It might be called the case of the vanishing oaks.
And if Los Angeles City Councilwoman Joy Picus has her way, solving it could send a local developer to jail.
The problem occurred at La Villa Nueva housing tract, at Cohasset Street in West Hills, where developer Ezra Raiten has built a gated community of 72 houses. The houses sell for up to $600,000 each.
Part of the agreement that allowed Raiten to build was his promise to move three large oak trees to a nearby vacant lot, which was to be turned into a park, according to city officials. But neighbors telephoned Picus in recent days to complain that the three trees, which for months had occupied large boxes outside the housing tract, had disappeared. Some neighbors speculated the big trees might have been sold.
“I am outraged at the developer of this property for his wanton disregard of the law,” Picus said Thursday at a press conference outside the gates of the housing tract.
Raiten said in an interview he did not know what all the fuss was about, saying the trees had died a natural death.
“They died when we moved them,” Raiten said, adding that he would replace them, as stipulated under an agreement he said he has with the city. He also said Picus never talked with him about her concerns.
Picus said the city Building and Safety Department will not issue any more certificates of occupancy for his houses until Raiten replaces the trees, at a ratio of two new oaks for every one that has vanished. A certificate of occupancy from the city is required before a sale can be completed. Most of the units at La Villa Nueva are vacant.
Picus also said she would ask the city attorney’s office to prosecute Raiten on misdemeanor charges of violating a city ordinance designed to preserve oak trees. Conviction could bring six months in jail and a fine.
“This developer has a record of disregarding the law,” Picus said. She said Raiten previously had been fined $25,000 for bulldozing an old ranch house on the West Hills property before the city could determine whether it had historic value. Picus said the actions being taken against Raiten are among the toughest taken against any developer in the area.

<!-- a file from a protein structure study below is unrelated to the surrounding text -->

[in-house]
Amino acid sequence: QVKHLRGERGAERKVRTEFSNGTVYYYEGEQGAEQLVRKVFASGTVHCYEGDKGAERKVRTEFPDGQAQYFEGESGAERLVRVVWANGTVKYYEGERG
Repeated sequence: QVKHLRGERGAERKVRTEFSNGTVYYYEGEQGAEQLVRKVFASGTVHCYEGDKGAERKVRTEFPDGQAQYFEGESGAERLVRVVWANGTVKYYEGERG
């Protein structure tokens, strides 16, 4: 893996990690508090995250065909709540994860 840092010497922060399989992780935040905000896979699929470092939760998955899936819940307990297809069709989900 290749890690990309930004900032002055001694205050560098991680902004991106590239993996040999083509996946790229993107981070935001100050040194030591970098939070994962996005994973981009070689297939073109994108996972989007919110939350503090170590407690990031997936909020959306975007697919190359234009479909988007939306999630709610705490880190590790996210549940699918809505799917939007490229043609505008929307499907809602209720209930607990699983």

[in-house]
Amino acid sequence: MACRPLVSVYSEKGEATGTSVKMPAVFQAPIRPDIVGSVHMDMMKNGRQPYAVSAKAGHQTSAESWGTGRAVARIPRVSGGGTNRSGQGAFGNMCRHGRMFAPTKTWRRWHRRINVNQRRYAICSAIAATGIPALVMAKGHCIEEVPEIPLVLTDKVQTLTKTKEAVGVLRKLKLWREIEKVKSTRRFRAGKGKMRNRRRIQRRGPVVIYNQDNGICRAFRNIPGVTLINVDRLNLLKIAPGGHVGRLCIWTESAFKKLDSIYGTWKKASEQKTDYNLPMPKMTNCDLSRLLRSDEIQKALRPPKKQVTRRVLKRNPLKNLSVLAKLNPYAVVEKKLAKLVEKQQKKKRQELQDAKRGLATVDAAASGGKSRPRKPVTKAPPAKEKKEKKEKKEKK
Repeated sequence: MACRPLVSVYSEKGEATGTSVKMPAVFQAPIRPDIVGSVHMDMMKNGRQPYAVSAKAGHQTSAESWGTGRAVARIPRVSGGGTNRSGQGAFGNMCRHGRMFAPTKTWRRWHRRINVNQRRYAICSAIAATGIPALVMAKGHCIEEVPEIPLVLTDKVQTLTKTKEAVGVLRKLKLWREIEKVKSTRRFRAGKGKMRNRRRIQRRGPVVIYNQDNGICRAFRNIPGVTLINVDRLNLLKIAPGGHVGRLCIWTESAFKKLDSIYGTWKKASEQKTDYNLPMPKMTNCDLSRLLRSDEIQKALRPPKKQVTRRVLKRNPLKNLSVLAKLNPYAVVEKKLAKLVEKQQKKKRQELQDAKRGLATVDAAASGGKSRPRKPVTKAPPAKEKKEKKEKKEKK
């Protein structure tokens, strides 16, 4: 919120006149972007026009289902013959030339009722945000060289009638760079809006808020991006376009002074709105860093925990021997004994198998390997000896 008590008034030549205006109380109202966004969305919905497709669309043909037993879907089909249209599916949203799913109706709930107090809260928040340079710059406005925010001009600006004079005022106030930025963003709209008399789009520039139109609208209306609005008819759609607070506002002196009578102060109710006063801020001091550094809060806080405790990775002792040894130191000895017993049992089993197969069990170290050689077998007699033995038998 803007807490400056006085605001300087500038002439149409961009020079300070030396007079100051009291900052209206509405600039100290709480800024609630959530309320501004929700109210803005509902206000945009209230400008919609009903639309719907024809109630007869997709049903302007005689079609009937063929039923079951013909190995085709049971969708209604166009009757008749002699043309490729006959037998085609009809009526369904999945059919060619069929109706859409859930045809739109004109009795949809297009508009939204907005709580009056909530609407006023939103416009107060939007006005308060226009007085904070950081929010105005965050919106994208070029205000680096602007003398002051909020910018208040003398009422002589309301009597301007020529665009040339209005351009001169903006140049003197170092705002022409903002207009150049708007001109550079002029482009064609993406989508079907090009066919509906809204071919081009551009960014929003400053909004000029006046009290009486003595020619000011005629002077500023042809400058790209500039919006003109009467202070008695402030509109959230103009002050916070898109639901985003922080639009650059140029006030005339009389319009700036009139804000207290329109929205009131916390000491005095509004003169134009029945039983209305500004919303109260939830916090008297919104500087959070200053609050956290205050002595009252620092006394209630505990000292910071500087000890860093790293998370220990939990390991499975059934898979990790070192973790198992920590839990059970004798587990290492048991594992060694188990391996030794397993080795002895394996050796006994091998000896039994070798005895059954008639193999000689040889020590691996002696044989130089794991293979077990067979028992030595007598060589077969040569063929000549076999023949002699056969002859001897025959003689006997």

Raiten, who also heads the development firm building a controversial luxury residential project at the Paramount Ranch site in Agoura, said he was unaware that the sale of his West Hills houses would be blocked.
Neighbors who had tried to talk with him said Raiten had refused to meet or return telephone calls.
Told that Raiten did not know what everybody was mad about, Picus aide Jackie Brainard said that Raiten was obligated to protect the trees and prevent them from dying. The agreement with the city did not say he would plant some trees, she said. “It said those trees.”
“Those trees were irreplaceable and he let them die. If you neglect a child and it becomes ill, it’s still neglect,” Brainard said. “Those trees may have been 200 to 300 years old.”
Brainard said that to close escrow on any additional houses at the housing tract, Raiten must come to the city for permission. Before granting permission, however, the city could require Raiten to donate money to a tree conservation organization.